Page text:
Perhaps it is here in our efforts to mitigate the free gifts from our friends and loved ones that we see a window into our souls in terms of our response to the free gift of God in Christ Jesus.

I have made five troubling personal observations concerning the improper receipt of gifts (or generosity):

  1. My resistance to gifts declares my own self-sufficiency
  2. My resistance to gifts declares my own selfishness
  3. My resistance to gifts declares my own ungratefulness
  4. My resistance to gifts undermines the givers intentions
  5. My resistance to gifts reveals an incomplete understanding and appreciation of grace

The first four observations: self sufficiency, selfishness, ungratefulness, undermining giver’s intentions are all characteristics of unbelievers with the free gift of the gospel! What am I saying when I mitigate the goodness of gifts? Am I not acting like an unbeliever?!

Nestled in the middle of “serious” sins such as murder, homosexuality, God-hating we have a character trait labeled for us in Romans 1 as: unthankful (Rom. 1.21).

Being unthankful is rooted in self-absorption, self-focus, self-worship!!

Jesus says that we are to receive the kingdom like a child!! When was the last time a child turned away a parent’s goodness and kindness?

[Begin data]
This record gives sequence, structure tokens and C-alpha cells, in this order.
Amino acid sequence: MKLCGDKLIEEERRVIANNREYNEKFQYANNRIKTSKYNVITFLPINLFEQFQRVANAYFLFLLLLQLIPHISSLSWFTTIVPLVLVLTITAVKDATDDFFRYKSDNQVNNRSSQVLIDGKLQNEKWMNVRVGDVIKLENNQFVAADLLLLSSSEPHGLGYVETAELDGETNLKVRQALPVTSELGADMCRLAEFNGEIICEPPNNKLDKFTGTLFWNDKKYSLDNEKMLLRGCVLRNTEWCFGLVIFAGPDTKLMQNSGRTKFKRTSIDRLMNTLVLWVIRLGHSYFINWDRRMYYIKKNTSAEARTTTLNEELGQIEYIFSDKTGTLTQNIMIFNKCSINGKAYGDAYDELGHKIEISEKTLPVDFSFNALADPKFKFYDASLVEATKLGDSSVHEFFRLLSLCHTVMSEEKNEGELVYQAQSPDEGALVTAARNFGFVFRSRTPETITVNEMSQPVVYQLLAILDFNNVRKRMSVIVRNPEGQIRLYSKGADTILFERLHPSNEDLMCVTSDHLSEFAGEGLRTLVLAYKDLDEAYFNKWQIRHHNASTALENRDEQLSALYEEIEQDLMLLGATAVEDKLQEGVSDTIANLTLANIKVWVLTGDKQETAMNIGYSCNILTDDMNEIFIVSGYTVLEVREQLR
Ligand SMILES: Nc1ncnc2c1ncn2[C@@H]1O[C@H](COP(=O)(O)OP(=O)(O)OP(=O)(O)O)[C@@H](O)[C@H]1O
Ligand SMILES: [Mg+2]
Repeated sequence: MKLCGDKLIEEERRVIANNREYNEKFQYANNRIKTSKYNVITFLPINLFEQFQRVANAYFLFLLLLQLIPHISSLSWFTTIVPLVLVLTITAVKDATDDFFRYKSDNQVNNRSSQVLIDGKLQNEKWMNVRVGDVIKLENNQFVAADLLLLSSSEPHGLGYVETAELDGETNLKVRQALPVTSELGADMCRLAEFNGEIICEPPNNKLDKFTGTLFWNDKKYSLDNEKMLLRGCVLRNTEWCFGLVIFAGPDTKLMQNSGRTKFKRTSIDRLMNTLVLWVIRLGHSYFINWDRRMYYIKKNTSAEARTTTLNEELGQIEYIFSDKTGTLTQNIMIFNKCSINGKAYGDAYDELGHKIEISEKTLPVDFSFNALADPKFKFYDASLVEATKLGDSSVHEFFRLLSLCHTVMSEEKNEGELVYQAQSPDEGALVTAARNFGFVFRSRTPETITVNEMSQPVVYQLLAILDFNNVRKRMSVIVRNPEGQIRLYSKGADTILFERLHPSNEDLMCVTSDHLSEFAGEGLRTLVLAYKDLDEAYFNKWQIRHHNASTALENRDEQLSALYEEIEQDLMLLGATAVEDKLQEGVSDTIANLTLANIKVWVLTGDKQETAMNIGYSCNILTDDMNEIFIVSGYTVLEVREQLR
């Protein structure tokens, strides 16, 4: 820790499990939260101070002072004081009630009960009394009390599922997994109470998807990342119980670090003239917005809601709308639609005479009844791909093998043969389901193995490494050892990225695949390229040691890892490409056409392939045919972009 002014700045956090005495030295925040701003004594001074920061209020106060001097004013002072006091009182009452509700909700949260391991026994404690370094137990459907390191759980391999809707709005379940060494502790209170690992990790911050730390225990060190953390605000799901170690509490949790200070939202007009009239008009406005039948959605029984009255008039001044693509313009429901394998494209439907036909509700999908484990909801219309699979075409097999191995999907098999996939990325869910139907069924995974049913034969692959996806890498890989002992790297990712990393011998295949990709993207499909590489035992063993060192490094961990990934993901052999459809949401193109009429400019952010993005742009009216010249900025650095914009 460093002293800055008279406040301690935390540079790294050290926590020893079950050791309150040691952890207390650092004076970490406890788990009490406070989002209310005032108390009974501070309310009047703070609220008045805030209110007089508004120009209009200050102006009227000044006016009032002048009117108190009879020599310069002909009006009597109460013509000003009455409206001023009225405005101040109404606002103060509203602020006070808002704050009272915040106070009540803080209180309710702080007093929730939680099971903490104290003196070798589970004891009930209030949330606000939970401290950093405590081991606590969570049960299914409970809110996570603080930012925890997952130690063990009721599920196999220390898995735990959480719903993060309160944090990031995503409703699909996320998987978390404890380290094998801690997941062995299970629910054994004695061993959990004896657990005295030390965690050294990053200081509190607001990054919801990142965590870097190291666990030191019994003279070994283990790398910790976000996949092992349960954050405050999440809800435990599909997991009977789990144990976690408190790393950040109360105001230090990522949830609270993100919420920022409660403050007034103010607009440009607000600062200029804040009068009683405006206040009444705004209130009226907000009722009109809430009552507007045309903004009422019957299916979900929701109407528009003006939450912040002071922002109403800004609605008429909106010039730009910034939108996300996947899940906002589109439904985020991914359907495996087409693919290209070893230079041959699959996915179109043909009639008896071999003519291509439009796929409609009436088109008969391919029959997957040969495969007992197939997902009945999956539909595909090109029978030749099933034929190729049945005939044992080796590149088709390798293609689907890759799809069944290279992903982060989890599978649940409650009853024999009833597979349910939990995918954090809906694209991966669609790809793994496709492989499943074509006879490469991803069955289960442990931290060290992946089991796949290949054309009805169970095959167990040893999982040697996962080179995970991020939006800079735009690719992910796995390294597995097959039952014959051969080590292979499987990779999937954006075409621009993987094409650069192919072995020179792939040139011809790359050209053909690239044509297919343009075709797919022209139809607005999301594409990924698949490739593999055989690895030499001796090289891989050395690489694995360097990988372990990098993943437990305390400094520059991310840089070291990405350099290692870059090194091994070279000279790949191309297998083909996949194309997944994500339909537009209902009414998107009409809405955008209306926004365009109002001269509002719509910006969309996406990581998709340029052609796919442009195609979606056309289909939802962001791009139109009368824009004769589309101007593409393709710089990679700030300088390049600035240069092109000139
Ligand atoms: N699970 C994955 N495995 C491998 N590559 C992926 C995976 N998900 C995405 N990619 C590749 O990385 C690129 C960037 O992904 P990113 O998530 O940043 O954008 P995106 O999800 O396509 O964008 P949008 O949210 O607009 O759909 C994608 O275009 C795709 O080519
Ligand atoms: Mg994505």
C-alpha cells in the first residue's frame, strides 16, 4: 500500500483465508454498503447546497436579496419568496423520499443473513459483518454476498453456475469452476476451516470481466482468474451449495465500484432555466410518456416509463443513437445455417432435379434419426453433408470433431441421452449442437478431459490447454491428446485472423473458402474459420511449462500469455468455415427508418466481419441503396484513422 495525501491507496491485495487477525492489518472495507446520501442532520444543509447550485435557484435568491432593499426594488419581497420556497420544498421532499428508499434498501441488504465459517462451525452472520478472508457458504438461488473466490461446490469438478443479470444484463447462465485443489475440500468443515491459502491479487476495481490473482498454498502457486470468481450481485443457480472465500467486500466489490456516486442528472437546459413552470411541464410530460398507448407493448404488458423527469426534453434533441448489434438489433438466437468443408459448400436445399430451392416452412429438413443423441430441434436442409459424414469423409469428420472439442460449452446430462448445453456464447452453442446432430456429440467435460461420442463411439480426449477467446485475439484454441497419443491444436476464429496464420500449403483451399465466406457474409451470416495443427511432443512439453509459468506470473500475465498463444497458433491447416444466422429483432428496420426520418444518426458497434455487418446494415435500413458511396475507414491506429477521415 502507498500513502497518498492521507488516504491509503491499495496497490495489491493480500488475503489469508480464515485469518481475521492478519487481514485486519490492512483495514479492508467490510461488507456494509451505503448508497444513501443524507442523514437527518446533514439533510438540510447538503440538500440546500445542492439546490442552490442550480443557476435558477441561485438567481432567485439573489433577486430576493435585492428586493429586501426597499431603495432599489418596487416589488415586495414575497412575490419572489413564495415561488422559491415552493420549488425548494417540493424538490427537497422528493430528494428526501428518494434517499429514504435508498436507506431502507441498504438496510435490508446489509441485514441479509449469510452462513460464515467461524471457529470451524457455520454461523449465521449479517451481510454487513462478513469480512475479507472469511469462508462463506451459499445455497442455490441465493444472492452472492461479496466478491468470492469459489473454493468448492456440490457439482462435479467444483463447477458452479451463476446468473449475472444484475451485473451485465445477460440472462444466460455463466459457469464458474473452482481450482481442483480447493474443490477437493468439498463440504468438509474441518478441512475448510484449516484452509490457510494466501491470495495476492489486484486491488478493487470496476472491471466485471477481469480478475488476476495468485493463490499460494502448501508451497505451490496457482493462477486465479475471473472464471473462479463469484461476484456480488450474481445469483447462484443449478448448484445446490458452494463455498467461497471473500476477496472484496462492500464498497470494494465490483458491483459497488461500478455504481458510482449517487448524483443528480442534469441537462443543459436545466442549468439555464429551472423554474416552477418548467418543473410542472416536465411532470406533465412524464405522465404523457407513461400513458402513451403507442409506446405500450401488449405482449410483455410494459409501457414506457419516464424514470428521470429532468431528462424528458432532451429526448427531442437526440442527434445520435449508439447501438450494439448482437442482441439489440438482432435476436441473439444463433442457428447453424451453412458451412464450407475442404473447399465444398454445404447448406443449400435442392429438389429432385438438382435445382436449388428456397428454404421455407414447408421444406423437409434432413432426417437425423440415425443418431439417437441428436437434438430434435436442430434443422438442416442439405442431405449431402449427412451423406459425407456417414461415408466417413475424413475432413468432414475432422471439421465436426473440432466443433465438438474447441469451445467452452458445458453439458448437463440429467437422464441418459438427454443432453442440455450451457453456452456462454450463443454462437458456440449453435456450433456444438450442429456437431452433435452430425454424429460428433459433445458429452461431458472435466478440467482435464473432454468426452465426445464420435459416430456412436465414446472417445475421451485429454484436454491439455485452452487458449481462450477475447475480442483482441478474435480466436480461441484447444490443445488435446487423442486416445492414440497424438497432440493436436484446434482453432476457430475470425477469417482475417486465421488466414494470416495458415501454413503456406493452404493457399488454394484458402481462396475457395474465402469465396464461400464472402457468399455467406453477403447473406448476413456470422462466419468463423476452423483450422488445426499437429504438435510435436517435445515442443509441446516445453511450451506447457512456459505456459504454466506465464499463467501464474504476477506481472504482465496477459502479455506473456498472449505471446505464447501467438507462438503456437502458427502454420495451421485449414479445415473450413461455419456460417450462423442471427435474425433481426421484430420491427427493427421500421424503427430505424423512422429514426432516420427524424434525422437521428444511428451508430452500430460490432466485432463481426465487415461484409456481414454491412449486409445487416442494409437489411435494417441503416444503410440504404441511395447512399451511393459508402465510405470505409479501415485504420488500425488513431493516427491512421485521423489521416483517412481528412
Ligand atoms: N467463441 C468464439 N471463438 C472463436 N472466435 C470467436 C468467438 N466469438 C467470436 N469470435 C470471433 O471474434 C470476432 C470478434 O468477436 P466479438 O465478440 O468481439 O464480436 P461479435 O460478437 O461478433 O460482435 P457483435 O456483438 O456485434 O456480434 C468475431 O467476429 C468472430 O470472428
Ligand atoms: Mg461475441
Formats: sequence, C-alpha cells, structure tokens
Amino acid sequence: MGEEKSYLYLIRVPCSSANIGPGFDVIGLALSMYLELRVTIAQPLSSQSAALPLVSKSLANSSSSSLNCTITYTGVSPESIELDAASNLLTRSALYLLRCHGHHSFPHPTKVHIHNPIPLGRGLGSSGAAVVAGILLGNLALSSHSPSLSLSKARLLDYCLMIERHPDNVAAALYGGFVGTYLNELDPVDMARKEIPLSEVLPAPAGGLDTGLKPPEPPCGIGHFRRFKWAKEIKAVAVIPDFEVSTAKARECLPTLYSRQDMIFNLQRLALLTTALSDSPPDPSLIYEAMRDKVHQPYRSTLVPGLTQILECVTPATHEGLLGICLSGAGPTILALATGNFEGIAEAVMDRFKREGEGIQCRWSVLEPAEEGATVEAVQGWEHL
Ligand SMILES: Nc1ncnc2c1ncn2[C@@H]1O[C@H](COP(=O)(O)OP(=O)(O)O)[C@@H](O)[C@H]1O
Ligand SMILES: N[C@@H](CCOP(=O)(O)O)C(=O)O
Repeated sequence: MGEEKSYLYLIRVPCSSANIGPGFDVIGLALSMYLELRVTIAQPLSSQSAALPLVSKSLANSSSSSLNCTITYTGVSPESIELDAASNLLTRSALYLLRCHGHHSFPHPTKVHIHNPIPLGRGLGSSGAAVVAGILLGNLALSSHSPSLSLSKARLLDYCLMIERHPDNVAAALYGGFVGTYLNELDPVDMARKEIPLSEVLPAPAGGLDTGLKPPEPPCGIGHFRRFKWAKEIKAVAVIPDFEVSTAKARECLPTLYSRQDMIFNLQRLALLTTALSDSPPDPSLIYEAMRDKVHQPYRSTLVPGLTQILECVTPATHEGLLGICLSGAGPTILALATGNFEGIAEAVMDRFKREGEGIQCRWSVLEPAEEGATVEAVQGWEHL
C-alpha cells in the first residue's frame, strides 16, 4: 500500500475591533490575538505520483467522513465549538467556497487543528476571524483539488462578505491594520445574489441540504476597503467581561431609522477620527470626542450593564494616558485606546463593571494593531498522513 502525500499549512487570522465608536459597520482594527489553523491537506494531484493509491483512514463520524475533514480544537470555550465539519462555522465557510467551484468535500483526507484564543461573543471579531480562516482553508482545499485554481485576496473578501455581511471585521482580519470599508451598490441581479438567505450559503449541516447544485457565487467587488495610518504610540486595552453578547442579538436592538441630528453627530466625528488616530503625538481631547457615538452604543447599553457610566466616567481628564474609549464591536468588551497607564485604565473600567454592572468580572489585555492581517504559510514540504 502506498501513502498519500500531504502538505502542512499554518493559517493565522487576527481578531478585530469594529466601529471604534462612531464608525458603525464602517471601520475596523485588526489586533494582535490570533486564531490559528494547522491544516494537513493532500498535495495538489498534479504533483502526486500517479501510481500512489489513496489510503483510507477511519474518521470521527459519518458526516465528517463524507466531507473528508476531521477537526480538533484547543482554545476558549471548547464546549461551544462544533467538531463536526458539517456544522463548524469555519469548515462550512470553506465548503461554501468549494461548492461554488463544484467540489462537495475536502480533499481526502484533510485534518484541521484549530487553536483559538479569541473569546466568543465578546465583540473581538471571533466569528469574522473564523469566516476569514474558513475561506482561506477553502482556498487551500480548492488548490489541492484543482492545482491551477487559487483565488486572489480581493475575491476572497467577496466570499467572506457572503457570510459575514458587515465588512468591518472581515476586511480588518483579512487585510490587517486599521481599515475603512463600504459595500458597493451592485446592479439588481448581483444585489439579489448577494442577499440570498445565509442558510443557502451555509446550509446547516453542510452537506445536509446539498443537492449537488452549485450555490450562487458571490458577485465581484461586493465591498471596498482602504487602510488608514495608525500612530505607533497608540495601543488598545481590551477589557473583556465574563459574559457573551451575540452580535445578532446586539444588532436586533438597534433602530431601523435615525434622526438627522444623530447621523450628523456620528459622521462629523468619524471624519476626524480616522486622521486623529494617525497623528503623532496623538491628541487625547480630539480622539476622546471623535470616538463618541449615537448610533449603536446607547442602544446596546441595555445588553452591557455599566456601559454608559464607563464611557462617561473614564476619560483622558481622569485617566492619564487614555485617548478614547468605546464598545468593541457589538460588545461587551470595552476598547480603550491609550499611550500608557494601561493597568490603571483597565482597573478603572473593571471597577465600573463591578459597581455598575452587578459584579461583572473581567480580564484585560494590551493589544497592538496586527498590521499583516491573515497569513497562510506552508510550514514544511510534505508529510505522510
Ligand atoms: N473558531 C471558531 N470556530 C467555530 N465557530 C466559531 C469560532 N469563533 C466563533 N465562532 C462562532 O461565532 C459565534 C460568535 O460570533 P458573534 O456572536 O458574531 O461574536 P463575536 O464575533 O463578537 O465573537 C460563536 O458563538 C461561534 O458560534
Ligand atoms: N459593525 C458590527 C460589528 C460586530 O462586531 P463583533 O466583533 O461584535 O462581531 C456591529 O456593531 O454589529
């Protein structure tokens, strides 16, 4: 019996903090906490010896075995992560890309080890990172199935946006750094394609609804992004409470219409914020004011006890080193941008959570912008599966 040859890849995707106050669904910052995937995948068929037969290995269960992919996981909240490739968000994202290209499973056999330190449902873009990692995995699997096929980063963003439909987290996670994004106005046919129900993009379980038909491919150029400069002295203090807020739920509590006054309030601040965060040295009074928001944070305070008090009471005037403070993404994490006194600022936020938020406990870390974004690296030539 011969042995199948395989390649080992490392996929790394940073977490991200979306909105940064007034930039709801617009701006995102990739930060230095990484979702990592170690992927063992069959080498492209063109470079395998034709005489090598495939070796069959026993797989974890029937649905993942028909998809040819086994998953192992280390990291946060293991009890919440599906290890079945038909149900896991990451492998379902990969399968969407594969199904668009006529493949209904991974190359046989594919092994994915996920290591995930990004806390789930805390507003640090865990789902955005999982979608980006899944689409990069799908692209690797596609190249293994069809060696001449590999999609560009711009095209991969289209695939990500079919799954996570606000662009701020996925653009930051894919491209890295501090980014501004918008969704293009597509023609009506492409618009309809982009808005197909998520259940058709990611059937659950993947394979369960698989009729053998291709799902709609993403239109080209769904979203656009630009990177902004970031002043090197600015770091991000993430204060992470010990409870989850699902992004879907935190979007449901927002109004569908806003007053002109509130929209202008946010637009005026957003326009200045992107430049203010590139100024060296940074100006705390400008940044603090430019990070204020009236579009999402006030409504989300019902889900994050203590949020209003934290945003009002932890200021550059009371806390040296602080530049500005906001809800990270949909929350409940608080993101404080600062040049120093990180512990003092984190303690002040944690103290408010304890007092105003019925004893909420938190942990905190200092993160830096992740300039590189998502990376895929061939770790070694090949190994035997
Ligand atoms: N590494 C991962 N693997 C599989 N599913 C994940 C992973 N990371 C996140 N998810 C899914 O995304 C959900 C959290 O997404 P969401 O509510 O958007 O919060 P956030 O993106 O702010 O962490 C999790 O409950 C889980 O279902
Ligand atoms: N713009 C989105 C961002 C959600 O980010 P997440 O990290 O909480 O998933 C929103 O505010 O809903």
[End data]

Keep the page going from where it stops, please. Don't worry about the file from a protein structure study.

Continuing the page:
A Sanctification Issue-
wrapped-present.jpgHow often have you found yourself engaging in various works to try to assuage a humbled conscience? This can take various forms, most often in the shape of Bible reading or prayer, other times it is in ministry, or various other avenues.

The cross of the Savior humbles sinners. Through its sovereign megaphone it declares to us our inability to extricate ourselves from our sinful bondage and our need to humbly come to Christ in complete dependence for complete forgiveness.

When we as followers of Christ feel humbled to a place of extreme self-inadequacy we are not to try to quickly apply the ointment of personal works and merit to our injuries, but instead to sit and marvel at the infinite kindness, compassion, love, and mercy that flows to sinners like you and me from the pierced Savior. Cross-wrought humility breeds Christ-Centered dependence and contentment!